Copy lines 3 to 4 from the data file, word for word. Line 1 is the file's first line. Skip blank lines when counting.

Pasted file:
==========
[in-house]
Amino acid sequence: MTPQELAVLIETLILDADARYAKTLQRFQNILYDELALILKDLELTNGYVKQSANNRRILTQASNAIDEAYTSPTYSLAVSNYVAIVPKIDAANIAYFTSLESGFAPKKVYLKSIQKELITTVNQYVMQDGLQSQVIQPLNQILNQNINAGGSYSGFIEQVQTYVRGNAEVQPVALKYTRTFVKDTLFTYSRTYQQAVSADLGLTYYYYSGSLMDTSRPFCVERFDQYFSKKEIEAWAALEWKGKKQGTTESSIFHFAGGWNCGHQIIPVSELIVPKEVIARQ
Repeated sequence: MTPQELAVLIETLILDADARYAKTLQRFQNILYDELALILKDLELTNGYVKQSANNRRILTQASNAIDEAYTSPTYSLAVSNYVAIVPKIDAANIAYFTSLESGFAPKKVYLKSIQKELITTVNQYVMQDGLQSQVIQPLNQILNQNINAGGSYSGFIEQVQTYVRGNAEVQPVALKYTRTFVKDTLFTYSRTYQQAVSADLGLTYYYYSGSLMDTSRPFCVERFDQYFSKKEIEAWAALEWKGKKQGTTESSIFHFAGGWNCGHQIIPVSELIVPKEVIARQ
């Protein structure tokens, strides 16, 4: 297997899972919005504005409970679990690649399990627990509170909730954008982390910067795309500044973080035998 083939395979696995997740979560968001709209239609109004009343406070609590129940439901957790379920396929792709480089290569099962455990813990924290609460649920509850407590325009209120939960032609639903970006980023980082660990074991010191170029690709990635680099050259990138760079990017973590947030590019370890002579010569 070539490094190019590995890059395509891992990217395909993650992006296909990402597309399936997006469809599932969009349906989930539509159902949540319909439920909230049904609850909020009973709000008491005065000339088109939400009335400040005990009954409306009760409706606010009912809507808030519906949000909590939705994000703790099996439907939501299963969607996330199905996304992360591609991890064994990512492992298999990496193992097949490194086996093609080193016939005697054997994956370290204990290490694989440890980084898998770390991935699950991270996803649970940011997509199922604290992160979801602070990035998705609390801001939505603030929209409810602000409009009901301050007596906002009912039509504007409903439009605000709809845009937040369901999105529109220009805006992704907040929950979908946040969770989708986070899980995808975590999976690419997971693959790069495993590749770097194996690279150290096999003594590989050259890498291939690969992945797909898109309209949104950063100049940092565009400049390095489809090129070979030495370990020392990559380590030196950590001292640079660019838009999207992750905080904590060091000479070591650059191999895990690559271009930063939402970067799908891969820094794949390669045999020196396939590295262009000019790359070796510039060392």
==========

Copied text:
Repeated sequence: MTPQELAVLIETLILDADARYAKTLQRFQNILYDELALILKDLELTNGYVKQSANNRRILTQASNAIDEAYTSPTYSLAVSNYVAIVPKIDAANIAYFTSLESGFAPKKVYLKSIQKELITTVNQYVMQDGLQSQVIQPLNQILNQNINAGGSYSGFIEQVQTYVRGNAEVQPVALKYTRTFVKDTLFTYSRTYQQAVSADLGLTYYYYSGSLMDTSRPFCVERFDQYFSKKEIEAWAALEWKGKKQGTTESSIFHFAGGWNCGHQIIPVSELIVPKEVIARQ
């Protein structure tokens, strides 16, 4: 297997899972919005504005409970679990690649399990627990509170909730954008982390910067795309500044973080035998 083939395979696995997740979560968001709209239609109004009343406070609590129940439901957790379920396929792709480089290569099962455990813990924290609460649920509850407590325009209120939960032609639903970006980023980082660990074991010191170029690709990635680099050259990138760079990017973590947030590019370890002579010569 070539490094190019590995890059395509891992990217395909993650992006296909990402597309399936997006469809599932969009349906989930539509159902949540319909439920909230049904609850909020009973709000008491005065000339088109939400009335400040005990009954409306009760409706606010009912809507808030519906949000909590939705994000703790099996439907939501299963969607996330199905996304992360591609991890064994990512492992298999990496193992097949490194086996093609080193016939005697054997994956370290204990290490694989440890980084898998770390991935699950991270996803649970940011997509199922604290992160979801602070990035998705609390801001939505603030929209409810602000409009009901301050007596906002009912039509504007409903439009605000709809845009937040369901999105529109220009805006992704907040929950979908946040969770989708986070899980995808975590999976690419997971693959790069495993590749770097194996690279150290096999003594590989050259890498291939690969992945797909898109309209949104950063100049940092565009400049390095489809090129070979030495370990020392990559380590030196950590001292640079660019838009999207992750905080904590060091000479070591650059191999895990690559271009930063939402970067799908891969820094794949390669045999020196396939590295262009000019790359070796510039060392």